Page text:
These funding investments will put StorageMart’s valuation at around $2.7 billion and allow the business to scale and expand its operations. StorageMart has 240 properties across the US, the UK and Canada. 

Source: NextUnicorn


Taiwan’s Public Service Pension Fund (PSPF) posted a 65% year-on-year plunge in investment income between January and August due to economic fallout from the coronavirus pandemic, but is confident of a better 2021 as market conditions improve.

Its investment income through the first eight months of 2020 was NT$14.78 billion ($513.3 million), translating into a 2.53% return, according to figures released by PSPF. Which is down from NT$42.32 billion and a return of 7.33% in the same period in 2019.

Chou Chih-Hung, Taiwan’s civil service minister, said the PSPF was looking to raise its allocation to alternative investments to 7.1% of total assets next year from around 6% currently.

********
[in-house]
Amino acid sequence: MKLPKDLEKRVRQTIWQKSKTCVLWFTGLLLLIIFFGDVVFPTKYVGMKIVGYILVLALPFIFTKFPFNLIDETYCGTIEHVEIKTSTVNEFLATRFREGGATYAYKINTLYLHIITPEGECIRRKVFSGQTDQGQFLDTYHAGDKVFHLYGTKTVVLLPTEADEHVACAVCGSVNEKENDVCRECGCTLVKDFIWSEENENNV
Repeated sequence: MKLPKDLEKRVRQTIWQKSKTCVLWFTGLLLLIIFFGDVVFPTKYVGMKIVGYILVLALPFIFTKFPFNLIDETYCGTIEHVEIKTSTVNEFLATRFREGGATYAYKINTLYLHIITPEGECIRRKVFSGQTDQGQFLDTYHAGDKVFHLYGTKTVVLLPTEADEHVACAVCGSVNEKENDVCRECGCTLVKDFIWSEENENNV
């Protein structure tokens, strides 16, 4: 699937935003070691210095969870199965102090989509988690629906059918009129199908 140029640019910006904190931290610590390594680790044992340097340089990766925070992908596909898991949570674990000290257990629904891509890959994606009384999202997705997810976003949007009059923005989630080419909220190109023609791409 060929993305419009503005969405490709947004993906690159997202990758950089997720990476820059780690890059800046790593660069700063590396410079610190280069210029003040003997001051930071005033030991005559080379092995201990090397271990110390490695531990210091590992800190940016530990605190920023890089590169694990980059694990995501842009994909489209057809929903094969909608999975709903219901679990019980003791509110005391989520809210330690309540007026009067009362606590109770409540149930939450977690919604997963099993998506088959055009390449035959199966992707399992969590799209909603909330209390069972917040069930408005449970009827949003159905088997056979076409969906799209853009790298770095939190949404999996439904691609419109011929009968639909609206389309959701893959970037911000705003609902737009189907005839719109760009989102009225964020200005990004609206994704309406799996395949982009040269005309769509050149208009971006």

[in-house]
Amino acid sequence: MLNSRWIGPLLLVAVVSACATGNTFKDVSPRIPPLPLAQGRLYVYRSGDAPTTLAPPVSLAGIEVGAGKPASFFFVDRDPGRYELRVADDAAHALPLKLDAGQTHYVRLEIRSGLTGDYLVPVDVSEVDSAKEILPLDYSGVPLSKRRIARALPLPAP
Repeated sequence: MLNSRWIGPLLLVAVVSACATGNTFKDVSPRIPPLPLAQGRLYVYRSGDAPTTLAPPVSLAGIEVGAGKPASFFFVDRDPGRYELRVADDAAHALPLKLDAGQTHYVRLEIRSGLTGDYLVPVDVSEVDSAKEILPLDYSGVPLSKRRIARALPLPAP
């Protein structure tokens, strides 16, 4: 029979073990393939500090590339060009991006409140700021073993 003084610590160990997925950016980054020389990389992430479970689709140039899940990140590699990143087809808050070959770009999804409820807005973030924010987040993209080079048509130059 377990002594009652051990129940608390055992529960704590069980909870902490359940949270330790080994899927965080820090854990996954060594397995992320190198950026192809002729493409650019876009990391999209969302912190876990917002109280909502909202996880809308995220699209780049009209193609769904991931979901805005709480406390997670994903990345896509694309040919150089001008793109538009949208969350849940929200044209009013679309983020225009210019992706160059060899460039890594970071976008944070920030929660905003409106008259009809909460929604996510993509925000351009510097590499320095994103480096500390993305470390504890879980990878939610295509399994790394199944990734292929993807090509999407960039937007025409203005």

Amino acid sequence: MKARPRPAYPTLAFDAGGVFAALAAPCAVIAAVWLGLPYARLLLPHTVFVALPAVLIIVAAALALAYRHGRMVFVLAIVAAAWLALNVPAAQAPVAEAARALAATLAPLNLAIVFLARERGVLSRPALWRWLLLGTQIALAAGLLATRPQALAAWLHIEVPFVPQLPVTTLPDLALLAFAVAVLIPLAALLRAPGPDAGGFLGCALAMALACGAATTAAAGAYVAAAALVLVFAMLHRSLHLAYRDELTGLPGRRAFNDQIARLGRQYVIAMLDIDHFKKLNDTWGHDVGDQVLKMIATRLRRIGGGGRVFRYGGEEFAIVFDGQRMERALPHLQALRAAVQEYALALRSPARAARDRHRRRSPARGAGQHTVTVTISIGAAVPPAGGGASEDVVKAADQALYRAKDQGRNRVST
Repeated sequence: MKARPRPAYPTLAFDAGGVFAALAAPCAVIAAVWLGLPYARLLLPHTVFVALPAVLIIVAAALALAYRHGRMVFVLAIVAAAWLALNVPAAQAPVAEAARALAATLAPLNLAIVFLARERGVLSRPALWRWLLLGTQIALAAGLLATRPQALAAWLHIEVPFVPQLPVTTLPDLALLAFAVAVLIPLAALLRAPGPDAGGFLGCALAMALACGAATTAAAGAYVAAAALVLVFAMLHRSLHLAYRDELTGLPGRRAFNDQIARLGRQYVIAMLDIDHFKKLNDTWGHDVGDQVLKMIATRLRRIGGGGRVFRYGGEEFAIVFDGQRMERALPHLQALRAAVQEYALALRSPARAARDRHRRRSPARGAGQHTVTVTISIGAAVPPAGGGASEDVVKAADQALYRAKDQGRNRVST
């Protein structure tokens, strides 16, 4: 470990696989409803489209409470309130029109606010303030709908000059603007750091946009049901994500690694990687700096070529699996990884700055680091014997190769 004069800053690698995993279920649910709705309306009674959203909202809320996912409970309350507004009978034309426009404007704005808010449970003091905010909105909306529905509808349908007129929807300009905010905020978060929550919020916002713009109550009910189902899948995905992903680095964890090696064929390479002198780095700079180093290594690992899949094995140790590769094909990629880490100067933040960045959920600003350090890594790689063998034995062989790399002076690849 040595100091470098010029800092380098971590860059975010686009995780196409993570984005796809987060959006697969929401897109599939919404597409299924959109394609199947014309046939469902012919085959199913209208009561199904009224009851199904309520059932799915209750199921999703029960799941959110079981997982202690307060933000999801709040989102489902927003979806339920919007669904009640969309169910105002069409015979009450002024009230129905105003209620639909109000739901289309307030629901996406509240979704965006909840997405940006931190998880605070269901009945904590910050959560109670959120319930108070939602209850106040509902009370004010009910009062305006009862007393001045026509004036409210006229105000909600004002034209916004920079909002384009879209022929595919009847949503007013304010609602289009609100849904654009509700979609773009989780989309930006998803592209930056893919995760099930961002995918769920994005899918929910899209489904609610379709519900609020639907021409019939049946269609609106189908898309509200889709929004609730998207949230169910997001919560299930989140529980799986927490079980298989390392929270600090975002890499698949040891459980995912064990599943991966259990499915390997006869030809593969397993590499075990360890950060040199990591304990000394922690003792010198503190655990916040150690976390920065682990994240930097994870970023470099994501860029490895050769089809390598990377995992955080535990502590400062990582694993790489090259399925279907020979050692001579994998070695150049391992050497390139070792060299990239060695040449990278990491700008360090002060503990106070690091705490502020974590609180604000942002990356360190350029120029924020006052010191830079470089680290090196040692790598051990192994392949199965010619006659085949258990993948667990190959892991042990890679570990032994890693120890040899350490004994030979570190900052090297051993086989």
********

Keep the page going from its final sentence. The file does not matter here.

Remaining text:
Source: Asia Asset Management, Public Service Pension Fund


The Thai Life Assurance Association (TLAA) is urging the local insurance regulator, the Office of the Insurance Commission (OIC), to study the feasibility of allowing insurers to invest in a wider range of funds and bonds.

The insurers are eyeing infrastructure bonds, non-listed infrastructure funds, infrastructure loans and syndication loans.

Chuchatr Pramoolpol, deputy secretary-general of the OIC, said insurance companies in many countries participated in lending projects, but that this was is very new in Thailand due to its high risk. The OIC is consulting with the Bank of Thailand based on its experience regulating commercial banks and the lending business.

Source: Bangkok Post, Asia Insurance Review


San Francisco Employees’ Retirement System (Sfer) has approved an investment of $125 million into funds managed by Hong Kong-based private equity firm Asia Alternatives Management and Asia-focused private equity major Hillhouse Capital.

The US pension fund will allocate nearly $50 million to Asia Alternatives Capital Partners VI, and up to $75 million to Hillhouse Fund V and the Hillhouse Focused Growth Fund.

Source: TechinAsia